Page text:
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Can Dogs Get Seasonal Affective Disorder?

There is a form of depression known as Seasonal Affective Disorder (SAD). It is triggered by the changing seasons; it starts and ends roughly at the exact times each year. If you have SAD, as most people do, your symptoms begin in the fall and last through the winter, draining your energy and making you moody. Typically, these symptoms go away in the spring and summer. SAD less frequently results in depression in the spring or early summer and clears up in the fall or winter. But does this type of depression also affect dogs?

The energy level, lethargy, and sleepiness of dogs are frequently reported to decrease during the winter by pet owners. This is closely related to the shorter winter daytime hours, which means that your dog produces more melatonin than in the summer, which results in tiredness, sadness, changes in eating habits, and behavioral changes.

What is Seasonal Affective Disorder?

Depression brought on by seasonal changes is a seasonal affective disorder. Although it can happen in the spring or summer, it typically rears its gloomy head in the winter when our exposure to sunlight decreases because of the cold temperatures and fewer daylight hours. Human symptoms of depression include low energy levels, depressed and hopeless feelings, and adjustments to appetite and sleeping patterns, among other symptoms.

Although we can’t tell if our dogs are genuinely depressed, many have shown other signs of the illness, such as an increased appetite and weight gain, more extended periods of sleep, mood swings like irritability, or a loss of interest in toys or activities, and a general lack of energy. Although being cooped up inside with little to do can be boring, the winter blues may have a chemical basis.

Evidence suggests two particular hormones may play a role in SAD, even though scientists still don’t fully understand what causes it. Since serotonin is a hormone that mammals use to control their mood, appetite, and sleep cycles, shorter winter days result in less serotonin being secreted into the body because it requires more sunlight to be made. Less sunlight is also bad for serotonin because it inhibits the production of vitamin D, which is necessary for serotonin activity and is only produced when sunlight hits our skin.

Melatonin signals to our bodies when it is time to sleep or be awake and helps control the sleep cycle. More melatonin would be secreted in lower light levels than usual because this hormone is produced in the dark. When the delicate balance between serotonin and melatonin is upset, we can notice SAD symptoms in ourselves and our pets.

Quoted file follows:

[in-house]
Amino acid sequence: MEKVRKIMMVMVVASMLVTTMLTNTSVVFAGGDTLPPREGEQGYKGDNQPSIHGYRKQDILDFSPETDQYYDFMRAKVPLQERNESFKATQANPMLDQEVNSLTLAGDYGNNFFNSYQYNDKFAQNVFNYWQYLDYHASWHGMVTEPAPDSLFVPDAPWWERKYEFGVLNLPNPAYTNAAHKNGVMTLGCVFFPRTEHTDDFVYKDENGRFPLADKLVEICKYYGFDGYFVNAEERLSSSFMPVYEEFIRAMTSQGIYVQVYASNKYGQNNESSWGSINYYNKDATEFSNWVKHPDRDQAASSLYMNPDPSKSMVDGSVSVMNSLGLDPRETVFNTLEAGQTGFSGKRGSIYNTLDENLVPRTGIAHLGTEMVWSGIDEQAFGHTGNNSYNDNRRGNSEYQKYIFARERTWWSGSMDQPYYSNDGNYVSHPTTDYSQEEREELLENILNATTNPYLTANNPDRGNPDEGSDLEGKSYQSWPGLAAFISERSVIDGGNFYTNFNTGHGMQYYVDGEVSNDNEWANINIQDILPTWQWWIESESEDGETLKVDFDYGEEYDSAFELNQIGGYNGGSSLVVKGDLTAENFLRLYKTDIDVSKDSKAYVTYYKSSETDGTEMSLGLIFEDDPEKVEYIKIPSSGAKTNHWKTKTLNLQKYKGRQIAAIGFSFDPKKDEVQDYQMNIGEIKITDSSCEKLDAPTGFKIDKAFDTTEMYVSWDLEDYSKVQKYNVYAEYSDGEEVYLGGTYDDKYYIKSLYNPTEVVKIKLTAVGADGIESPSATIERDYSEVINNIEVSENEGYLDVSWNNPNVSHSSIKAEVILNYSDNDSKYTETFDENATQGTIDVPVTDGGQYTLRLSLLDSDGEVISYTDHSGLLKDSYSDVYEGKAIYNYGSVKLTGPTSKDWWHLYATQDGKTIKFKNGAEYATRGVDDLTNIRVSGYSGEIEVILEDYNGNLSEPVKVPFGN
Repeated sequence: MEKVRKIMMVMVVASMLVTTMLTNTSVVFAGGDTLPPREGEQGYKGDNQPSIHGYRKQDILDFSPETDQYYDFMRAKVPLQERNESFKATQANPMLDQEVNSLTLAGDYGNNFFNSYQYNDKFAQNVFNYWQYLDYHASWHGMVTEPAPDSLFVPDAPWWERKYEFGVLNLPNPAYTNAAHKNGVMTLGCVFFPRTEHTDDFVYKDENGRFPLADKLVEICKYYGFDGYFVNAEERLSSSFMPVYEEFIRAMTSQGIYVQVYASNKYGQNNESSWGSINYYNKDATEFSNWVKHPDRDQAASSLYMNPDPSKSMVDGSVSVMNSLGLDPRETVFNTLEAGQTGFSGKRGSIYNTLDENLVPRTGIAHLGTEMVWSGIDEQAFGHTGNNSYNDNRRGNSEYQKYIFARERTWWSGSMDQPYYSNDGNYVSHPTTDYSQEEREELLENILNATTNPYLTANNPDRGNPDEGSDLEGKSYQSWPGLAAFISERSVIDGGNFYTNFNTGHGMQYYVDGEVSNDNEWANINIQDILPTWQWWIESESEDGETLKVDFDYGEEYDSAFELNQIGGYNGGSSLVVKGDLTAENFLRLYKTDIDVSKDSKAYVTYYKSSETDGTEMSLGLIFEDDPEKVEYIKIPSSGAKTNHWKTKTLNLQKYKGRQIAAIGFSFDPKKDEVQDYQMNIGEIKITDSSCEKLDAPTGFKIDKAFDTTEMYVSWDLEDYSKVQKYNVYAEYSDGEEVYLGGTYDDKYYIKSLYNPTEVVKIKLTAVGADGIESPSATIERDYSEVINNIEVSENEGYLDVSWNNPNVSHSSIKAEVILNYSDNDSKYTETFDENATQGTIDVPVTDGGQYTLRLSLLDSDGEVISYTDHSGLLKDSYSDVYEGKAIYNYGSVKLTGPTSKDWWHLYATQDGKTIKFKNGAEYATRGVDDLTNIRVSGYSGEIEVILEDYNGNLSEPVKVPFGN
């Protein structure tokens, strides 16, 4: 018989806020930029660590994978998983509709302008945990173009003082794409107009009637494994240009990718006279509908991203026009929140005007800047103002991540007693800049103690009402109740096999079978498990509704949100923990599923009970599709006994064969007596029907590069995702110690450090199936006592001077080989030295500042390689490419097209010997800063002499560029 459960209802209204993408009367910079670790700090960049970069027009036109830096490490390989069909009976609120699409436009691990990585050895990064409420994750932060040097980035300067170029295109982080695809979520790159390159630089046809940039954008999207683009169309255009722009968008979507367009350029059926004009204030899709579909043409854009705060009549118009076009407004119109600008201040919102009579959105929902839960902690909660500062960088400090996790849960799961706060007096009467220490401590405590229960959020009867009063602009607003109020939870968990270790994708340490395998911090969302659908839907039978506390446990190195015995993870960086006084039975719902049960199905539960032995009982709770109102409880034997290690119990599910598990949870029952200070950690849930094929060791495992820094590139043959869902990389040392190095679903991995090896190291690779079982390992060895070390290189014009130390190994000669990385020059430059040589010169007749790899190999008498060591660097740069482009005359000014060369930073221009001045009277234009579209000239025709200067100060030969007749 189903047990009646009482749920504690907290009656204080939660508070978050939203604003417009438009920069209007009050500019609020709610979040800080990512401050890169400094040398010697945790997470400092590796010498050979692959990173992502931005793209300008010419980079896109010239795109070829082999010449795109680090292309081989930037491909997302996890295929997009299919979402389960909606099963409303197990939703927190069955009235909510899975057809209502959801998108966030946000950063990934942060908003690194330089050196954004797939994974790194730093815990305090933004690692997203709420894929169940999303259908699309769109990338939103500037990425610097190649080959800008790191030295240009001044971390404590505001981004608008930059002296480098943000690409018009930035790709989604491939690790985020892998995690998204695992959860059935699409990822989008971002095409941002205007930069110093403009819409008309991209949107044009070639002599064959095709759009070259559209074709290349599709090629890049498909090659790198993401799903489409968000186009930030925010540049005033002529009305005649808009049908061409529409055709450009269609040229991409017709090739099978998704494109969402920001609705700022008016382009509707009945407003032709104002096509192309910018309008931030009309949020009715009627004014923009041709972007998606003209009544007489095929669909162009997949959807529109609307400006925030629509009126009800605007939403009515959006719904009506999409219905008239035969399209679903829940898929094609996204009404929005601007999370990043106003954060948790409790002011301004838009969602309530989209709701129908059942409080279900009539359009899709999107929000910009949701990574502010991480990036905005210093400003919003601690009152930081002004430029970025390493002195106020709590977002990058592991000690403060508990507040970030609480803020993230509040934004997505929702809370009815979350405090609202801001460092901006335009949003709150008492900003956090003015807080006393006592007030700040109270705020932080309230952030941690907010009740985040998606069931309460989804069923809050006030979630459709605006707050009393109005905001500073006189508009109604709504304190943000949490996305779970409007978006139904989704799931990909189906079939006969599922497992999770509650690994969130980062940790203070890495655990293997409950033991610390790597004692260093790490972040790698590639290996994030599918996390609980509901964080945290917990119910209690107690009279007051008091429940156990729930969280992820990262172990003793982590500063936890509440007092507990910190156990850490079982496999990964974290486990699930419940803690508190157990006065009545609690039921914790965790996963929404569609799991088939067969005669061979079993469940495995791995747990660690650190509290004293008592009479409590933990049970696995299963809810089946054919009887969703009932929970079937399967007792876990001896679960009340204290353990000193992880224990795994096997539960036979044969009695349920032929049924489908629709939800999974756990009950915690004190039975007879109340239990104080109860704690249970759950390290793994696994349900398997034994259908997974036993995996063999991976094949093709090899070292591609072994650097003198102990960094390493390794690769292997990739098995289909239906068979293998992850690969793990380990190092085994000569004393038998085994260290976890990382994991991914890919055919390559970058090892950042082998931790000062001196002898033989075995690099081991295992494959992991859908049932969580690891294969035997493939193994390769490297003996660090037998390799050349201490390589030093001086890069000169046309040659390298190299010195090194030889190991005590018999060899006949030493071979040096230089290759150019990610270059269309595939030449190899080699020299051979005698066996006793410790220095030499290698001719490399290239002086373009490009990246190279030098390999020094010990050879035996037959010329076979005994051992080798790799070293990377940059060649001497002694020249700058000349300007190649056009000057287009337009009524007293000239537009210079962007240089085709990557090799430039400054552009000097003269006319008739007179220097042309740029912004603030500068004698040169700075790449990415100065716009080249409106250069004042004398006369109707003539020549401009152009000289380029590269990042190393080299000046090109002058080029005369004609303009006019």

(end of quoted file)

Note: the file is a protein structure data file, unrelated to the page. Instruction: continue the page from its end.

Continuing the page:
You can do many things to assist if you cannot lift your dog off the floor to play with them or feel merely unhappy during the winter.

Behavioral Changes During the Winter

According to one survey done in the UK, one-third of pet owners observed changes in their animals’ behavior over the winter. The following was one of them:

  • More frequent barking
  • Increases in aggression and destructive behavior
  • Less playful attitudes
  • increased slumber time
  • reduced appetite or weight loss
  • more fur is lost or shed than usual

Although it makes sense that dogs might be similarly impacted by the seasons, it’s important to remember that the UK survey was carried out. This was not a scientific investigation; it only measured dog owners’ perceptions.

What are the Effects of Reduced Sunlight on Animals

According to Dog Experts, reduced sunlight, also known as Seasonal Flank Alopecia, has been linked to Light Responsive Alopecia in dogs. Some breeds are more vulnerable than others, including Airedale Terriers, Schnauzers, Doberman Pinschers, Bulldogs, Scottish Terriers, and Boxers.

According to scientists, the absence of sunlight exposure to the pineal gland is the cause of the condition. The effects are greater on dogs living in northern climates than in sunnier, southern climates. Additionally, dogs’ fur grows back when exposed to enough sunlight.

Other Possible Causes of Seasonal Affective Disorder? And What are the Evident Symptoms in Dogs

Dogs may act glum during the chilly, dark months for other reasons. For starters, we are all aware that dogs frequently emulate the actions and attitudes of their owners. Due to their emotional intelligence, dogs can predict or identify specific human behaviors and react appropriately.

For instance, a dog living with a human suffering from SAD will observe a change in the owners’ behavior toward a more passive and low-energy way of life. The dog may pick up on the atmosphere of solitude or melancholy in the house and start acting similarly to adjust to his surroundings. Additionally, due to their attachment to their owners, dogs are likely to stick close by and participate in whatever their owners do, whether running around or hiding.